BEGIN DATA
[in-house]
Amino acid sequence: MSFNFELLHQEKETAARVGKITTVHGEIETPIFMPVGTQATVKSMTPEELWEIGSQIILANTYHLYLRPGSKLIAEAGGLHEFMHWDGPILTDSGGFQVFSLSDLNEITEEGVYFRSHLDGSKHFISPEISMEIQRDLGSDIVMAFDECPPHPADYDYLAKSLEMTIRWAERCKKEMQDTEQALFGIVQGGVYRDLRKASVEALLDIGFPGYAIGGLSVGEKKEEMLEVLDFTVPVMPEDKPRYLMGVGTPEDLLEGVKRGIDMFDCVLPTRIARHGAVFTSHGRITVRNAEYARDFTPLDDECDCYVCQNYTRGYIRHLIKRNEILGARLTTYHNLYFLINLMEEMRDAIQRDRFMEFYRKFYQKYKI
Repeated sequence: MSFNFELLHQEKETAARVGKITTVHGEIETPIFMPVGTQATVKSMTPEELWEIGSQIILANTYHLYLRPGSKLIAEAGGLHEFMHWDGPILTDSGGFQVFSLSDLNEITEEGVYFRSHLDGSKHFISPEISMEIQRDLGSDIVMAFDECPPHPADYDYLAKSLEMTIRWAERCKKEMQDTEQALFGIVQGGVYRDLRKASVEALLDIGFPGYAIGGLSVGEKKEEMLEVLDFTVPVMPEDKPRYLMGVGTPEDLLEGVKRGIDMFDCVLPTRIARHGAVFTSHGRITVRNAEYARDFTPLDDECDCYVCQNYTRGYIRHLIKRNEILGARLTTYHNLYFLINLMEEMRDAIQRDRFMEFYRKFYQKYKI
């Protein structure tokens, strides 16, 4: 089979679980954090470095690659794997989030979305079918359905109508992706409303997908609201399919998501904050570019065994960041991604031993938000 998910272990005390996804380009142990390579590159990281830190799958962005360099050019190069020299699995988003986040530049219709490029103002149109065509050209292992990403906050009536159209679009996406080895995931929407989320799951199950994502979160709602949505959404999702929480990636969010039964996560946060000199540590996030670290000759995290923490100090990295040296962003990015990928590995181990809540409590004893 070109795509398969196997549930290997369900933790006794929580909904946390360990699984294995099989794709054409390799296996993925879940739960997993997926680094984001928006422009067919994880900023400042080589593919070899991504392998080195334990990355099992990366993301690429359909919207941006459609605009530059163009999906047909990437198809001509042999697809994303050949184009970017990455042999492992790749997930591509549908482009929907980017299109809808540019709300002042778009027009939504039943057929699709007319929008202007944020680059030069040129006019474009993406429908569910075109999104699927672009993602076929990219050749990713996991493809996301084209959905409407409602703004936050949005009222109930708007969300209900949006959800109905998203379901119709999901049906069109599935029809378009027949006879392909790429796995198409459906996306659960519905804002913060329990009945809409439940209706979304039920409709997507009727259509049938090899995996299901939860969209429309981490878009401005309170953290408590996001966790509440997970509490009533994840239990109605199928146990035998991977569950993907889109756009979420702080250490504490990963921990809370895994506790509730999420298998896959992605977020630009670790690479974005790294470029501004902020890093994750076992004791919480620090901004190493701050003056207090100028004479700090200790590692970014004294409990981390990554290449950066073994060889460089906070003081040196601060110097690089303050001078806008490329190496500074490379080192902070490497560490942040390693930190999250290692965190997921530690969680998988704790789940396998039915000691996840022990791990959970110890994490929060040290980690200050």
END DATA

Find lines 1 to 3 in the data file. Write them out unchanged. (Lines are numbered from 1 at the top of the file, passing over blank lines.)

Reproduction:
[in-house]
Amino acid sequence: MSFNFELLHQEKETAARVGKITTVHGEIETPIFMPVGTQATVKSMTPEELWEIGSQIILANTYHLYLRPGSKLIAEAGGLHEFMHWDGPILTDSGGFQVFSLSDLNEITEEGVYFRSHLDGSKHFISPEISMEIQRDLGSDIVMAFDECPPHPADYDYLAKSLEMTIRWAERCKKEMQDTEQALFGIVQGGVYRDLRKASVEALLDIGFPGYAIGGLSVGEKKEEMLEVLDFTVPVMPEDKPRYLMGVGTPEDLLEGVKRGIDMFDCVLPTRIARHGAVFTSHGRITVRNAEYARDFTPLDDECDCYVCQNYTRGYIRHLIKRNEILGARLTTYHNLYFLINLMEEMRDAIQRDRFMEFYRKFYQKYKI
Repeated sequence: MSFNFELLHQEKETAARVGKITTVHGEIETPIFMPVGTQATVKSMTPEELWEIGSQIILANTYHLYLRPGSKLIAEAGGLHEFMHWDGPILTDSGGFQVFSLSDLNEITEEGVYFRSHLDGSKHFISPEISMEIQRDLGSDIVMAFDECPPHPADYDYLAKSLEMTIRWAERCKKEMQDTEQALFGIVQGGVYRDLRKASVEALLDIGFPGYAIGGLSVGEKKEEMLEVLDFTVPVMPEDKPRYLMGVGTPEDLLEGVKRGIDMFDCVLPTRIARHGAVFTSHGRITVRNAEYARDFTPLDDECDCYVCQNYTRGYIRHLIKRNEILGARLTTYHNLYFLINLMEEMRDAIQRDRFMEFYRKFYQKYKI